Here is the last bit of this article that I quote, which is Hayes about Hayes and others:
Given my job, I am forced to ask myself every day: Is it possible to say anything truly profound or new about Donald Trump at this moment in time? He is describable, almost fully, in a few short words: a misogynist, a bigot, a narcissist, a con man and a demagogue. And his behavior, like the woodpecker, feels instinctual and feral: a deeply broken man who hammers away moment to moment trying to repair his own brokenness, and leaving nothing but a hole. What sense is there to be made of it all? Our collective ability to reason with one another, to recognize what is plainly in front of our faces, to reach consensus on the most obvious of matters does seem imperiled as never before.
Well... not for me. But then in effect I am an academically trained philosopher and psychologist and Hayes is right truth has been blackened by extremely many lies by very many none too bright academic careerists since thirty years at least. And this is a strongly recommended article.

2. The Human Cost of Getting Used to Trump

This article is by Bill Boyarsky on Truthdig. It starts as follows:

It’s well documented that federal immigration detention centers are a living hell. What’s makes them more dehumanizing is the racism poisoning our country, both inside and outside the detention center walls.

President Donald Trump, Attorney General Jeff Sessions and Republican members of Congress are spreading the poison with inflammatory words appealing to the deep prejudices of the GOP voting base.

Trump has long appealed to racism. He aims his attacks at immigrants, mostly those with darker skin.

He stirs deep fears.
    (..)
To Sessions, immigrants are “more likely to be convicted of sexual assault, robbery, and driving under the influence. They’re more than twice as likely to be convicted of murder.”

I agree with Boyarsky that Trump and Session are liars, also about immigrants. And speaking of immigrants, the following is relevant, and either true or probably so:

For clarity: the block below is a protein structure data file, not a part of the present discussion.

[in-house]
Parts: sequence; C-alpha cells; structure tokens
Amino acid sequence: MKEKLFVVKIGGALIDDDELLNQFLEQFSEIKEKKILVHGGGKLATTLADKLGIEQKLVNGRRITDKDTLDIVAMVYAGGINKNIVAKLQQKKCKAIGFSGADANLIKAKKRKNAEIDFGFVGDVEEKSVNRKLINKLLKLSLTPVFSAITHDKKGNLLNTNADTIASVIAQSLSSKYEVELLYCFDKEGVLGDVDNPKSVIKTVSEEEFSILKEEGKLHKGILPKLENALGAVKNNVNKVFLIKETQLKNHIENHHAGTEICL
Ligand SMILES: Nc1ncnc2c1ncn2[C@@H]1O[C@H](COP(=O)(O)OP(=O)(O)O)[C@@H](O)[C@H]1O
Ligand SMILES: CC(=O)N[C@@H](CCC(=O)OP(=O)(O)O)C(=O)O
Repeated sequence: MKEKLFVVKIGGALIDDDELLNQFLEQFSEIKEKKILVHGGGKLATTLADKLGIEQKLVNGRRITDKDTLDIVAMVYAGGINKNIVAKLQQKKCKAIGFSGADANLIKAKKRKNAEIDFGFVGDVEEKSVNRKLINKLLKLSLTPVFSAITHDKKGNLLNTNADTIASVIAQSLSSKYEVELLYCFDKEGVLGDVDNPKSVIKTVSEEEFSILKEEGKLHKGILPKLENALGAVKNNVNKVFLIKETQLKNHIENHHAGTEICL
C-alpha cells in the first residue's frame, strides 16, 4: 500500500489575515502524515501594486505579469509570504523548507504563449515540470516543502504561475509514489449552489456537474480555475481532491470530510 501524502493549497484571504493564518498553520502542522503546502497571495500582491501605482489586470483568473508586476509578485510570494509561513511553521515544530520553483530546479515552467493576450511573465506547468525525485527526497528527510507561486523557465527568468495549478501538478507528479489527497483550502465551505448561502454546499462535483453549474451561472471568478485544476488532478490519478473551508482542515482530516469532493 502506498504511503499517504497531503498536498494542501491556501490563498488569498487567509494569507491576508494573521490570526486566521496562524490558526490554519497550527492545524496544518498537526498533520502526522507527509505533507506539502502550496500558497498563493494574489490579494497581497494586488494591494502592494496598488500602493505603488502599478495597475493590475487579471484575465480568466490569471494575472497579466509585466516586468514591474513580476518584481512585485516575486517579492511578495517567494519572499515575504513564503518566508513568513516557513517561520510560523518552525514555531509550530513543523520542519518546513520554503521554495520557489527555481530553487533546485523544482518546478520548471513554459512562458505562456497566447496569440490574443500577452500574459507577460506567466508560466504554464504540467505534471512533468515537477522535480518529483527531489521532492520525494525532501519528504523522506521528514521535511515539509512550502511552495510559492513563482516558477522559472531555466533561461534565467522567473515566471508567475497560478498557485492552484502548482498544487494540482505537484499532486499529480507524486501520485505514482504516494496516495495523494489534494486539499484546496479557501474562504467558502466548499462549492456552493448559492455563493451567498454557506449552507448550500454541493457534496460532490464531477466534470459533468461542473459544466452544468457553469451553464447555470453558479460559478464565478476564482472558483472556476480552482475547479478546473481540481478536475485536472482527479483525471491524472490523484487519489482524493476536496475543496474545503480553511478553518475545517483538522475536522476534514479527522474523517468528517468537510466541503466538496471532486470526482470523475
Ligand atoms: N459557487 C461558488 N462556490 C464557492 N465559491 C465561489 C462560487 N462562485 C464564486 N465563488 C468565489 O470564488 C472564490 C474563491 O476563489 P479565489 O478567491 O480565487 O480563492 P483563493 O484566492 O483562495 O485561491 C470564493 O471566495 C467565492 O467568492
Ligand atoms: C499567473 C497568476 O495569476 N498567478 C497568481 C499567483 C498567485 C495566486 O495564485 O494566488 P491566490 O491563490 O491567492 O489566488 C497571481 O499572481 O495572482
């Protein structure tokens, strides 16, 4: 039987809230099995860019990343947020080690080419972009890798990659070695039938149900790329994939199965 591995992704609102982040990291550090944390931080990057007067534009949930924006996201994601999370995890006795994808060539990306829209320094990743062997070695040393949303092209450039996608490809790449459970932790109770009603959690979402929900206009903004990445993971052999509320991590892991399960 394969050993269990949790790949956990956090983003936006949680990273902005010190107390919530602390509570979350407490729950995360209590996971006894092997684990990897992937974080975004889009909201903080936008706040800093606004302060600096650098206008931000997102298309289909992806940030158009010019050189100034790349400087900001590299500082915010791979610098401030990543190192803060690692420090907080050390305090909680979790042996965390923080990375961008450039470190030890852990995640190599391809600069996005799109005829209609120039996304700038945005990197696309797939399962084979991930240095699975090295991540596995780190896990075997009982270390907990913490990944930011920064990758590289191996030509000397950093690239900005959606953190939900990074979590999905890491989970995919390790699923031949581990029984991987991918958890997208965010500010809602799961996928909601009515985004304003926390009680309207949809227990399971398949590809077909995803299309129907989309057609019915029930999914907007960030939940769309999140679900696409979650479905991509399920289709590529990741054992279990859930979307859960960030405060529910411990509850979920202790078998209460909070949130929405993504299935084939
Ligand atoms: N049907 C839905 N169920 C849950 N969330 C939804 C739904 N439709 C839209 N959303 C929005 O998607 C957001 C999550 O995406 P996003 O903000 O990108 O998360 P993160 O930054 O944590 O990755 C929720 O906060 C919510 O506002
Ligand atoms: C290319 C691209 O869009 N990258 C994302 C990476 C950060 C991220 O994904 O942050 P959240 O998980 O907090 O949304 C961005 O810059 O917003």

That’s the takeaway from a May 2018 study published in the journal Criminology by scholars Michael T. Light of the University of Wisconsin and Ty Miller of Purdue University titled “Does Undocumented Immigration Increase Violent Crime?”

The researchers wrote:

In reference to public policy, at the most basic level, our study calls into question one of the primary justifications for the immigration enforcement build‐up. Debates about the proper role of undocumented immigrants in U.S. society will no doubt continue, but they should do so in light of the available evidence. For this reason, any set of immigration policies moving forward should be crafted with the empirical understanding that undocumented immigration does not seem to have increased violent crime.

Here is more about the lifes of immigrants and some of the governmental lies about them:

Just about a quarter of the immigrants arrive with children, and several hundred have been sent back to their homelands without their children, which explains the hundreds of tragic family separations that are shaming the country.

Sessions excuses the separations on the grounds that a family member is found to be a criminal and must be imprisoned. That’s not true. TRAC found only one such family member in April. That leaves the federal government no excuse for the cruel practice of separating children from their parents, some of whom they may never see again.

I agree and go further: Sessions simply has no right whatsoever to kidnap children from their parents, indeed also not from parents whom he accuses of being criminals.

Here is the last bit that I quote from this article: